She married a handsome guy named Willis Long, who helped launch her newspaper career when he spotted an ad in The Marion Star and encouraged Evelyn to apply. Charlie Martin hired her as the Cardington news correspondent in 1978. Her sister Joanne Mathews took photographs. The pair made a “good team.”
“I loved talking to people, going to places and meetings,” Evelyn said. “Then suddenly, the tornado hit, and I completely forgot I had a job.” The Longs and Mathews lived less than a block away from the town’s center where the tornado destroyed most businesses and several homes.
Four people were killed. When Evelyn finally remembered to call Charlie Martin, he was relieved to hear she was safe. Then he said, “Now, get to work!”
Both were “on call all the time.”
Evelyn wrote personal stories like the Maceyko family’s home disintegrating and Steve “Hub” Maceyko surviving “a spin in the air.” She covered countless meetings with town leaders determined to rebuild the community, including Mayor Cecil Maxwell and Gale Slack, president of the Cardington Improvement Corporation (CIC), whose meat business was destroyed, and Ron Carsner, whose family lost Cardington Home and Auto.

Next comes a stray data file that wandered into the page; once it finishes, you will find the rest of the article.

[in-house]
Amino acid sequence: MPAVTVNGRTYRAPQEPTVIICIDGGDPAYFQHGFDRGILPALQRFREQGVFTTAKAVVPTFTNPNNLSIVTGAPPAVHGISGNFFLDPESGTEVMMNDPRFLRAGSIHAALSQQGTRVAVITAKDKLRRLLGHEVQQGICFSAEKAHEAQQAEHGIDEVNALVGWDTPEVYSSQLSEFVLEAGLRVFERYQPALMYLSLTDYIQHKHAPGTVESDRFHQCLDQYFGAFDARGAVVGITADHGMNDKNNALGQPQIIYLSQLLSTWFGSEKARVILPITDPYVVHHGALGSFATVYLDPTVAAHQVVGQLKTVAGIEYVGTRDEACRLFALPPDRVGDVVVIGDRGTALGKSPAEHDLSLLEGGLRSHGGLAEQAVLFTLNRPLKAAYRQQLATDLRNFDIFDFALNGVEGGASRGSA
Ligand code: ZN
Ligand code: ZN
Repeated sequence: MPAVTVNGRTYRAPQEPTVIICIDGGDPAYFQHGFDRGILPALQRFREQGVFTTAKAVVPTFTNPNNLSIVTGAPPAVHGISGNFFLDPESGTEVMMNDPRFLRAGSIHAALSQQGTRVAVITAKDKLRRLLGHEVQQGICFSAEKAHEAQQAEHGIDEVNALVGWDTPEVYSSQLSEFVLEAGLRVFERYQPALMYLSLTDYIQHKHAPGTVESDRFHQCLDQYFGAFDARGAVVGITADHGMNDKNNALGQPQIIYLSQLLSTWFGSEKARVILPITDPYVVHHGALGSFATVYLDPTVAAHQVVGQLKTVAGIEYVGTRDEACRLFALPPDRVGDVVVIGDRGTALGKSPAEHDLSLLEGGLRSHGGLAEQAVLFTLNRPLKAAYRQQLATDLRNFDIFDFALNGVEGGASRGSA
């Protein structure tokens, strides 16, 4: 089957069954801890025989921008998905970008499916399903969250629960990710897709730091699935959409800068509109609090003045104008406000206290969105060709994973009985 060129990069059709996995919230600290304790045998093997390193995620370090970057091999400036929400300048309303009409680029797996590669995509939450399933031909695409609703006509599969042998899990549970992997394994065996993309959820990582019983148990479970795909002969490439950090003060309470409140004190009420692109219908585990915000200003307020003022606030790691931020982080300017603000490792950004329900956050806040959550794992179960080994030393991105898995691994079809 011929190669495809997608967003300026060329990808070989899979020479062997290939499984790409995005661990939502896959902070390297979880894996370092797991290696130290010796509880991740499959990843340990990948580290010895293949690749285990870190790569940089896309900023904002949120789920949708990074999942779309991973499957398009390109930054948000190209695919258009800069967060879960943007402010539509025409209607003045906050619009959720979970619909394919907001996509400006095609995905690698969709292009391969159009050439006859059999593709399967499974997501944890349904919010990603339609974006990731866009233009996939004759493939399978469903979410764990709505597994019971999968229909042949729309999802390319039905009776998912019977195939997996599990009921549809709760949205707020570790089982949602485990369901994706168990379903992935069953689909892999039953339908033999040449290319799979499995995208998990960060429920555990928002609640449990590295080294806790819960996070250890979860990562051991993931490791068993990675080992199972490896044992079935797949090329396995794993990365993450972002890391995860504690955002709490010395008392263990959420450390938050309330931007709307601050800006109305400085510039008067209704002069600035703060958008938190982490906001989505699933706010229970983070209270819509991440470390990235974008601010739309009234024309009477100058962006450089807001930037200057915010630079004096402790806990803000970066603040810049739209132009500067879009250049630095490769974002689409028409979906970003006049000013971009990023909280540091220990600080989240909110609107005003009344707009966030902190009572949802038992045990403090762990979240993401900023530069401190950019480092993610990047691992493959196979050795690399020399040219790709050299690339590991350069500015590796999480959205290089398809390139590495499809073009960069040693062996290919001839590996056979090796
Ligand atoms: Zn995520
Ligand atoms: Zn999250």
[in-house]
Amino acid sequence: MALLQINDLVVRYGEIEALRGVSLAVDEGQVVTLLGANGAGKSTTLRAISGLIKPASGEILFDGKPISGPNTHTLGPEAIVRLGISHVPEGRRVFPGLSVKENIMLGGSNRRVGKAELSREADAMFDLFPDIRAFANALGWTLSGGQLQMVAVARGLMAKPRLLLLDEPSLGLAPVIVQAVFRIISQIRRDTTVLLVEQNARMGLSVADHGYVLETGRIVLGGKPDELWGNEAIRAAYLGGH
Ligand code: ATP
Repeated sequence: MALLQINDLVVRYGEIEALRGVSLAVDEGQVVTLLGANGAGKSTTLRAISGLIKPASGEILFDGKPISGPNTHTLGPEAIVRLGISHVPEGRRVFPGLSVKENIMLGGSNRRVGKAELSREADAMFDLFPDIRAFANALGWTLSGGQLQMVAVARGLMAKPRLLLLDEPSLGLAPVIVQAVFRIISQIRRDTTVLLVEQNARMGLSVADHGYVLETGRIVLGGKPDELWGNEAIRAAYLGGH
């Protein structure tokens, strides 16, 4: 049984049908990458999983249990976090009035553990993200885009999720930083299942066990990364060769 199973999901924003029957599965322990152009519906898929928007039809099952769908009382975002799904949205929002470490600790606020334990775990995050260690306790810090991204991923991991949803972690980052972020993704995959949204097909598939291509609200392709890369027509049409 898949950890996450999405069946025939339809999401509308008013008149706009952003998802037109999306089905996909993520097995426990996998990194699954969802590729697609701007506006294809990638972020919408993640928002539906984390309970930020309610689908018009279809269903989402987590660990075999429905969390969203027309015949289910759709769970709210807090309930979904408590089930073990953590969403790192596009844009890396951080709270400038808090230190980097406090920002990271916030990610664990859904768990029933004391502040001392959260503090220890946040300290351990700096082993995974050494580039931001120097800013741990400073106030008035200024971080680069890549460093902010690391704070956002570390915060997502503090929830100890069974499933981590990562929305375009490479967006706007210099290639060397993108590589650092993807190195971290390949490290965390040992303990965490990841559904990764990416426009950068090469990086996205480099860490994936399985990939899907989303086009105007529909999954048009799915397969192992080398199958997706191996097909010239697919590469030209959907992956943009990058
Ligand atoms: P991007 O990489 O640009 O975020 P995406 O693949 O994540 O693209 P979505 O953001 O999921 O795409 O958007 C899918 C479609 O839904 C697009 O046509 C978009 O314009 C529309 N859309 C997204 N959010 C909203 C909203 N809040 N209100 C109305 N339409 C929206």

The tornado also shredded some 200 trees. By planting flowers and trees, the town Tree and Beautification Committee, including Dick Hack, GaNell Durfey, and Tom Daniel, “made people forget about the horror by making beauty everywhere.”
In 1986, Evelyn and Joanne covered another major event for the village, the grand opening of Cardington Yutaka Technologies, which today employs some 900 people. In recent years, she’s featured the new Bunker Mills Winery, Cardington Market, and Singing Springs Nursery & Garden Center with its meat & grocery “Nook.”